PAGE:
Over two decades ago, Sergio Zyman, the one-time chief marketing officer of Coca-Cola, wrote, "The sole purpose of marketing is to get more people to buy more of your product, more often, for more money . . . Yes, you need to advertise and create images that you hope customers will like and remember in the store or at the register, but the only reason to spend money on them is if they help you sell more stuff." (The End of Marketing As We Know It, 1999)
In the B2C world, marketing has always played the starring role in driving revenue growth. In contrast, marketing was not seen as the primary driver of revenue growth in most B2B companies. Sales typically owned the revenue line of the income statement, and marketing's primary role was to support the salesforce.
The role of marketing started to change in the early 2000's, largely because of three factors.
First, the volume of online information began growing exponentially. The abundance of easily accessible online information enabled business buyers to research potential purchases on their own, which greatly reduced their dependence on vendor sales reps. In essence, business buyers started to learn about products and services through content resources rather than through interactions with a salesperson.
Second, B2B marketing automation solutions made their appearance in the early 2000's. These technologies enabled B2B marketers to automate lead generation and lead nurturing programs and to implement sophisticated lead scoring systems. The adoption of B2B marketing automation applications meant that marketers could take responsibility for a larger portion of the buying process.
Third, and more recently, ecommerce has made significant inroads in B2B buying, and it's growing rapidly. By one estimate, B2B ecommerce sales will be $7.72 trillion in 2021, and they are forecast to reach over $25 trillion in 2028. In fact, worldwide B2B ecommerce revenues are now six times larger than B2C ecommerce revenues.
Revenue Growth Becomes a Primary Marketing Mandate
By the second decade of the 2000's, driving revenue growth had become one of the primary mandates of the marketing function, as evidenced by two research surveys conducted in 2016.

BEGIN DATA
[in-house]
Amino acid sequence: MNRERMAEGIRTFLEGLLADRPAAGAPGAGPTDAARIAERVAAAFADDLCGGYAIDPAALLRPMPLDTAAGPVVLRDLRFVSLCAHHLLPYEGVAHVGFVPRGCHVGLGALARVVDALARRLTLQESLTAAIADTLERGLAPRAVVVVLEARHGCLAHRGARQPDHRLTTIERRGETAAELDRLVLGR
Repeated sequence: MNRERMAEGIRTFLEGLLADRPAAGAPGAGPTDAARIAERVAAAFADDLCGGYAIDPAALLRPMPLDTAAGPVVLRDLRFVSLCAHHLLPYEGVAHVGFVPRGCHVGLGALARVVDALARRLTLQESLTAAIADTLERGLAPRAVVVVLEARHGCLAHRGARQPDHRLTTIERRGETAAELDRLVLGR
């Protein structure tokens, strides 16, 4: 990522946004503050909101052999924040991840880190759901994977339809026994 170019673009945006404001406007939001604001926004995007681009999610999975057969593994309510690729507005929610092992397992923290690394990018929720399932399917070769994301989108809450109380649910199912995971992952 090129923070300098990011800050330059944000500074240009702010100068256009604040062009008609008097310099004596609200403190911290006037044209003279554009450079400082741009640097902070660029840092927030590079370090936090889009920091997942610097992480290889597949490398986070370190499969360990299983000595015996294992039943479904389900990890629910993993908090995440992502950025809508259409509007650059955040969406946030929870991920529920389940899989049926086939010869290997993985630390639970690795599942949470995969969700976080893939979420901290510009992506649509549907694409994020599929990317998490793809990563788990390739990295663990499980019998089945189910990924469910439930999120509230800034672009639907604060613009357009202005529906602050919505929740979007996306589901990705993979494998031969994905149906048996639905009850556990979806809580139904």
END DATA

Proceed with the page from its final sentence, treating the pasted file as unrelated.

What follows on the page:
- In a global survey of CEO's and CMO's by Accenture Strategy, 50% of the CEO's said their CMO is primarily responsible for driving disruptive growth in their organization. CMO's were ranked ahead of all other C-level executives.
- In a survey of CMO's and senior VP's of marketing by the CMO Council and Deloitte, 35% of the respondents said the senior managers and board members at their company had high expectations for marketing to be a driver of revenue growth, and 33% said their senior managers and board members see revenue growth as the primary mandate of marketing.
Today, the pressures on marketers to deliver consistent revenue growth have become even more intense. A 2021 global survey of marketing leaders by the CMO Council found that marketers are now responsible for 44% of revenue on average. That's up from just over 10% of revenue in the early 2000's. This study was apparently not limited to B2B marketers, so it's not possible to determine from this research what percentage of revenue B2B marketers are responsible for.
The CMO Council study also found that nine out of ten marketers are expected to grow revenue this year, and 63% of the survey respondents said they and their marketing team are under very high or extreme pressure to deliver on revenue targets.
Are Marketers Meeting the Revenue Growth Challenge?
So how well are marketers meeting the revenue growth challenge? On this point, recent data paints a mixed picture. For example, in the CMO Council study just discussed, over half (53%) of the respondents said their CEO is only moderately satisfied with marketing's performance.
Other research by the CMO Council confirms the mixed picture. In a 2021 survey of senior management executives, 17% of the respondents said they were extremely confident that their marketing function can lead a growth recovery in 2021. However, 52% of the survey respondents said they were only moderately confident in marketing's ability to lead growth this year, and another 29% reported being only somewhat confident.
Findings from The CMO Survey indicate that marketers have not yet taken a leadership role in many business activities that have a major impact on revenue growth. In the February 2020 edition of the survey, senior marketing leaders at U.S. companies were asked what activities marketing is primarily responsible for in their organization. The four activities more frequently identified by survey respondents were:
- Brand (90.0% of respondents)
- Digital marketing (86.0%)
- Advertising (86.0%)
- Social media (80.7%)
On the other hand, only 32.7% of the respondents indicated that marketing is primarily responsible for revenue growth, and even fewer respondents said that marketing has primary responsibility for market entry strategies (31.3%), new products (22.7%), and market selection (18.0%).
There is no single "silver bullet" solution that will enable marketers to immediately fulfill their revenue growth responsibilities. But they can take steps to improve their ability to impact revenue growth. I'll discuss one of those steps in my next post.
Image courtesy of Kari Bluff via Flickr (CC).